If your child still does not seem to be making enough progress or needs a lot of extra help, the local authority (LA) may decide to carry out a statutory assessment of your child’s needs. This is only required for a very small number of children (about 2% of the total school population) and is only necessary if the school or early education setting cannot provide all the help that your child needs. It is usually only required for children who have the most significant and long-term special educational needs which require a very detailed assessment.
When you, the early education setting or school asks the LA to carry out a statutory assessment, the LA normally has six weeks to decide whether to do so.
The LA will write to you and:
The LA will then decide whether a statutory assessment is necessary.
If an assessment is necessary they will ask a number of professionals to give their views on your child such as:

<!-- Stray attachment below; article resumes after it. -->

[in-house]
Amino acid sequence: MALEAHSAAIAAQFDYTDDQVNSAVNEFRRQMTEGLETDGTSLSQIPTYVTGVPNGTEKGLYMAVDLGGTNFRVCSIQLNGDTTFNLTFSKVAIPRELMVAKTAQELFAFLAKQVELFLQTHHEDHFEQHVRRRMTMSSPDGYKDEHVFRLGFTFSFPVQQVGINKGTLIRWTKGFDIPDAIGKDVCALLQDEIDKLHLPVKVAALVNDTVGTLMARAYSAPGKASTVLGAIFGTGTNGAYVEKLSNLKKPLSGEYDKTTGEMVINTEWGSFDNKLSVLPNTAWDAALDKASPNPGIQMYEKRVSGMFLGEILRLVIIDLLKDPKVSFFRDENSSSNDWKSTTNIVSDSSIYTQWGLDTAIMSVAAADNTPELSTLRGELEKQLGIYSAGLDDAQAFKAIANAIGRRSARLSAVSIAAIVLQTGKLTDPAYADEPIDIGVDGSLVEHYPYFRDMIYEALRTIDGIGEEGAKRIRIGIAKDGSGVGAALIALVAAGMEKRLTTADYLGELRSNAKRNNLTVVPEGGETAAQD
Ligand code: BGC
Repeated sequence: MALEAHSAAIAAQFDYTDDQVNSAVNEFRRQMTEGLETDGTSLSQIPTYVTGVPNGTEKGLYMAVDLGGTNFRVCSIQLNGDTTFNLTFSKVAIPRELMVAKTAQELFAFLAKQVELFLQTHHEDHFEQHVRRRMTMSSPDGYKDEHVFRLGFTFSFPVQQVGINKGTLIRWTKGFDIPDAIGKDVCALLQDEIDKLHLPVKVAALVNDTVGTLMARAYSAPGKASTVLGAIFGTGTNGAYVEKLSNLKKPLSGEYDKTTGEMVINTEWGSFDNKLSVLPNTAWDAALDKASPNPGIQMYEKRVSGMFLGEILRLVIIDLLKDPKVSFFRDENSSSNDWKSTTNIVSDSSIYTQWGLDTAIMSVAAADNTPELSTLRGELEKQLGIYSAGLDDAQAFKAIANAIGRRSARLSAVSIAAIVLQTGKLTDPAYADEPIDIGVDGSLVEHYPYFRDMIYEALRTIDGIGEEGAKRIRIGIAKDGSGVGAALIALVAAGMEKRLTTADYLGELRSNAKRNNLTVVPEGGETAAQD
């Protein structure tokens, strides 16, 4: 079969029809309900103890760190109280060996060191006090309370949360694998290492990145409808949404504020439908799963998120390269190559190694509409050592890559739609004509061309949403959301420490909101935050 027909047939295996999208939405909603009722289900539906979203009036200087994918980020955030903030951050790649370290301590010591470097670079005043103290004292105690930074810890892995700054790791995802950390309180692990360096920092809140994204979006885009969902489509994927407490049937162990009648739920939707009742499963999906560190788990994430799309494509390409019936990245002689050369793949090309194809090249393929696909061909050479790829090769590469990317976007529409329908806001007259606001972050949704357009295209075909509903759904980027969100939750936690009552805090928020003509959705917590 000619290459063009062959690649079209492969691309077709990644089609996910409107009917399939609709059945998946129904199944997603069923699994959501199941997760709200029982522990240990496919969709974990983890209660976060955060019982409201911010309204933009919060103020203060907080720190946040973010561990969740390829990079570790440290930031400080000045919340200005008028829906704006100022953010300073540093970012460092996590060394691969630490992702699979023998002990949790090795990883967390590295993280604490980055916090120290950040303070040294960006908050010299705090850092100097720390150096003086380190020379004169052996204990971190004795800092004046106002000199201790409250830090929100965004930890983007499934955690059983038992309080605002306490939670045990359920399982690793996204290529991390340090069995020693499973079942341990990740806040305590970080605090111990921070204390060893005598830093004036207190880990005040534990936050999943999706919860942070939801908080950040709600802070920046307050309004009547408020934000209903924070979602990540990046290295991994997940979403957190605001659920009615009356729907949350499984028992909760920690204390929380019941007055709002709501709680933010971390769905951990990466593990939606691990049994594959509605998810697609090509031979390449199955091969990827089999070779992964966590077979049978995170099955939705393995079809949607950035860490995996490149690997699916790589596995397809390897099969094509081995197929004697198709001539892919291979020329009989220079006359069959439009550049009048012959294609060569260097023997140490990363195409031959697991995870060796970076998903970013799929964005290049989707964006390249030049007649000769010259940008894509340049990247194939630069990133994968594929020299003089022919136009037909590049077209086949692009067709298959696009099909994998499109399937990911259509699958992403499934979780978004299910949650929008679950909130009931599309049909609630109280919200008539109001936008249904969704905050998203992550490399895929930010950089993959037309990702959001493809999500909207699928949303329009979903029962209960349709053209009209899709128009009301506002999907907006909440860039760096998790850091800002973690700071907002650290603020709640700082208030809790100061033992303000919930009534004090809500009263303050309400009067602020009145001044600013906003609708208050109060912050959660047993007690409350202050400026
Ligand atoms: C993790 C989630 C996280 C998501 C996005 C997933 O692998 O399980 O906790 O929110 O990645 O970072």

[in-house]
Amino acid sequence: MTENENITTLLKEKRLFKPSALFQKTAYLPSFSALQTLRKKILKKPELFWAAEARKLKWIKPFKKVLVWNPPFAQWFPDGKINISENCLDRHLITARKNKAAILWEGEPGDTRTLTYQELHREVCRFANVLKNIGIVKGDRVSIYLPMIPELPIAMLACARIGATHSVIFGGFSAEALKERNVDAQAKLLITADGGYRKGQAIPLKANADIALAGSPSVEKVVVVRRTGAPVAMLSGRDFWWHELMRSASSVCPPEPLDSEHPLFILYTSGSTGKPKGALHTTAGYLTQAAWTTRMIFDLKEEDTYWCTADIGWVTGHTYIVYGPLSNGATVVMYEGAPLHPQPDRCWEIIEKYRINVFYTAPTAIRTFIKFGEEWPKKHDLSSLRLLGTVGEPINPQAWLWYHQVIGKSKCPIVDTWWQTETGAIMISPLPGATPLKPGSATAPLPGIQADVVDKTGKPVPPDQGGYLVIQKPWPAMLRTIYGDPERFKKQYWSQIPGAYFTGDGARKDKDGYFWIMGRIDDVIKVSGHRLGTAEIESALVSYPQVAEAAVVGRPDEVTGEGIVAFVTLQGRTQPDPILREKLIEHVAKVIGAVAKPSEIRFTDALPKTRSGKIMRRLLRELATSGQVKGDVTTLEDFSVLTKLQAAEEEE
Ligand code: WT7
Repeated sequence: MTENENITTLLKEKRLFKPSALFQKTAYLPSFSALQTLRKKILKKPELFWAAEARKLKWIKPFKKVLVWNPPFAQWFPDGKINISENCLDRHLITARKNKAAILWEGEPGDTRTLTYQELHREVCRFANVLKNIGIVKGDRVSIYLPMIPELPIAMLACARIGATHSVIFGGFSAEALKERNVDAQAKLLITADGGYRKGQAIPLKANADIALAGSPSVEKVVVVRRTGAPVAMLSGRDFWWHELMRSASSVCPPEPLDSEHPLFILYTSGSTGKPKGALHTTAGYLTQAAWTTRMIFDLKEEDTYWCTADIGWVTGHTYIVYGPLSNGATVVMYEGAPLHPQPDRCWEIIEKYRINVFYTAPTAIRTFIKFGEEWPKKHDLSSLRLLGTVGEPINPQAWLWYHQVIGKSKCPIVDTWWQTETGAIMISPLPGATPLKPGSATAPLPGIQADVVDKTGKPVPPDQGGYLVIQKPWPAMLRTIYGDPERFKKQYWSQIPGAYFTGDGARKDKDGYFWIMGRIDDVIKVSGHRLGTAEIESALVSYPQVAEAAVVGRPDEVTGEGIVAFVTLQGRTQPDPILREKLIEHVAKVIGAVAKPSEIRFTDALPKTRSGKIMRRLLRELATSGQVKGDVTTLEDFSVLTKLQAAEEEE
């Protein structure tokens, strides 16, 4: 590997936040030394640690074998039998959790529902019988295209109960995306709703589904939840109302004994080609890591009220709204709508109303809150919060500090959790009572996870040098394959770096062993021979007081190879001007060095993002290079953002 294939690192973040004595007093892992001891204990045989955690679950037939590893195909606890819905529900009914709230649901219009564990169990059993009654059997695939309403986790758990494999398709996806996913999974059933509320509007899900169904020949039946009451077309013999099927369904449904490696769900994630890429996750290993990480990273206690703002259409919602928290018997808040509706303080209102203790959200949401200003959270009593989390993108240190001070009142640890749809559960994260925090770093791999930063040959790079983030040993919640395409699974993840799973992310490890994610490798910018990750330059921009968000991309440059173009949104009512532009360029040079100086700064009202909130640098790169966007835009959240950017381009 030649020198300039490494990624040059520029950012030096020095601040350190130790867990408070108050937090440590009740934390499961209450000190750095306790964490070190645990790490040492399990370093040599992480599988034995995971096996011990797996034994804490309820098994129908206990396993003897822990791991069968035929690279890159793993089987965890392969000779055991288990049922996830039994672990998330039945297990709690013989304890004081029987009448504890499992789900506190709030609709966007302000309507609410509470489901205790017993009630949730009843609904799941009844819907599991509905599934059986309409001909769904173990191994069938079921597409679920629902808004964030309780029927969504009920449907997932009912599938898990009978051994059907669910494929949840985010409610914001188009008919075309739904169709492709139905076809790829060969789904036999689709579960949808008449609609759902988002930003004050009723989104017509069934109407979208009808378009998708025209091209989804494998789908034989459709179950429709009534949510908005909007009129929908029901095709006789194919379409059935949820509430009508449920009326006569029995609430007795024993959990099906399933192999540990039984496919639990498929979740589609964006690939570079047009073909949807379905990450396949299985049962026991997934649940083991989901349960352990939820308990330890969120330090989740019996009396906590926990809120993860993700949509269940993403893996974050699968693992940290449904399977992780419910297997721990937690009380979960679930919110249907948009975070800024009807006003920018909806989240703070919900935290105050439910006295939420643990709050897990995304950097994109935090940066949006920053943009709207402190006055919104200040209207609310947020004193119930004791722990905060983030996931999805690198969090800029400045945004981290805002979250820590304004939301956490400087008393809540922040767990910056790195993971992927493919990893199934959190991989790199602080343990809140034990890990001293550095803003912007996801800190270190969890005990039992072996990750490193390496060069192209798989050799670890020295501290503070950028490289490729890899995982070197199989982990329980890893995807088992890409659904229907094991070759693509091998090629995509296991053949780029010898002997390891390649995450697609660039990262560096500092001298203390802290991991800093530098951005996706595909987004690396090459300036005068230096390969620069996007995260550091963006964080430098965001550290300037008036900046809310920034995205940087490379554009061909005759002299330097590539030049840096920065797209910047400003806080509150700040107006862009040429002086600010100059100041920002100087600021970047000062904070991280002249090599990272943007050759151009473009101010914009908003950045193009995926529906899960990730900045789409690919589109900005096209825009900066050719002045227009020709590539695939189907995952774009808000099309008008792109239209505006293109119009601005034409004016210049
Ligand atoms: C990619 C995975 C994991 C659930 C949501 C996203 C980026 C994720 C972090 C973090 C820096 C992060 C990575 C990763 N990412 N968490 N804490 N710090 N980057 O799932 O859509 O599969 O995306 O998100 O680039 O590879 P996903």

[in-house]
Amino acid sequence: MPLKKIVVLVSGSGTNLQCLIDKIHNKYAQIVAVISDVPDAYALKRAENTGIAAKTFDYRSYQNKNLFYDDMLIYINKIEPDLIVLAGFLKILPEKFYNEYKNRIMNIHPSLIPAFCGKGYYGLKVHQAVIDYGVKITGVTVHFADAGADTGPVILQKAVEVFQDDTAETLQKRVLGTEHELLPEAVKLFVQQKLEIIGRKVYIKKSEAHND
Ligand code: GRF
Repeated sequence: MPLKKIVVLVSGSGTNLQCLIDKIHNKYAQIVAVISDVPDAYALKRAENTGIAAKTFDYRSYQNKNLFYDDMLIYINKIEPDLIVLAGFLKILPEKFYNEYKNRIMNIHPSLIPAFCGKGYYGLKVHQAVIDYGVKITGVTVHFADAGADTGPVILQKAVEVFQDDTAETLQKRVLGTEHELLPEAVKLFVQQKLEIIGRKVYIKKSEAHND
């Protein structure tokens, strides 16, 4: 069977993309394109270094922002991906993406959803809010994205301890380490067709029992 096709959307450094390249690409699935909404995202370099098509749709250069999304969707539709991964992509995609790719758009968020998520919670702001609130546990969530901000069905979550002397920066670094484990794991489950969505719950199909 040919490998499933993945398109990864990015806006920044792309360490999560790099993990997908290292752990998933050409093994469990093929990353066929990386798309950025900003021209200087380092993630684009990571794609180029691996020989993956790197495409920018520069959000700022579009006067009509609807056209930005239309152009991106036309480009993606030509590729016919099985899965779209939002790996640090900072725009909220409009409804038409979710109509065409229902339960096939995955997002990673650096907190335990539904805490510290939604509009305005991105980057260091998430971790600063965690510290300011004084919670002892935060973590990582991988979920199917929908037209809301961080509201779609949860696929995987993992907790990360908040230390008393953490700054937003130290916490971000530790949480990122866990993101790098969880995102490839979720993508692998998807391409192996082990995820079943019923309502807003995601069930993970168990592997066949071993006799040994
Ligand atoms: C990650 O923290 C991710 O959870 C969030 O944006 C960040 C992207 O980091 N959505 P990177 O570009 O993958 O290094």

You will be asked for your views again. You can also recommend any other people or organisations you know whose views may be helpful in the assessment of your child. The LA will also ask what your child thinks about his/her special educational needs.
The assessment may take up to 26 weeks to complete.
Once all of the advice and comments have been collected about your child’s special educational needs, the local authority will decide whether to make a statement of SEN for your child. This is a legal document and provides a detailed guide to your child’s special educational needs, the educational provision and other arrangements needed to meet them.
Before a final statement is written, the LA will send you a ‘proposed statement’. The LA will also explain how you can give your views on the proposed statement before it is finalised. You will also need to consider which school you choose for your child. You have 15 days to comment on all parts of the statement. You can ask for a meeting with the LA to discuss the draft statement. You will have a further 15 days after this meeting to send in any comments you have.
The final statement will then be made. It comes into force immediately.